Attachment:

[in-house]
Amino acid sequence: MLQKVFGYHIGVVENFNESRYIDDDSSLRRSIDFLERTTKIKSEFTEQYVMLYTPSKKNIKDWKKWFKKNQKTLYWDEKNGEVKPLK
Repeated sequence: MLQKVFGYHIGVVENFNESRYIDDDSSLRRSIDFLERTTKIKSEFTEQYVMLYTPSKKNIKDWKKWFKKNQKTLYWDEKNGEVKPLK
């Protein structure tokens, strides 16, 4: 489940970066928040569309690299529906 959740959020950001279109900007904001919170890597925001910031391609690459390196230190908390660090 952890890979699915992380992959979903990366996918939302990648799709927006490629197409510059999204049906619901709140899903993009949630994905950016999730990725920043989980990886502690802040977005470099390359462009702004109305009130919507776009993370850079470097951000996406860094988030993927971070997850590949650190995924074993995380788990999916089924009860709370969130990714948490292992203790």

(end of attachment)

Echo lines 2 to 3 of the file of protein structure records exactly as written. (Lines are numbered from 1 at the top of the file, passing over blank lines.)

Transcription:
Amino acid sequence: MLQKVFGYHIGVVENFNESRYIDDDSSLRRSIDFLERTTKIKSEFTEQYVMLYTPSKKNIKDWKKWFKKNQKTLYWDEKNGEVKPLK
Repeated sequence: MLQKVFGYHIGVVENFNESRYIDDDSSLRRSIDFLERTTKIKSEFTEQYVMLYTPSKKNIKDWKKWFKKNQKTLYWDEKNGEVKPLK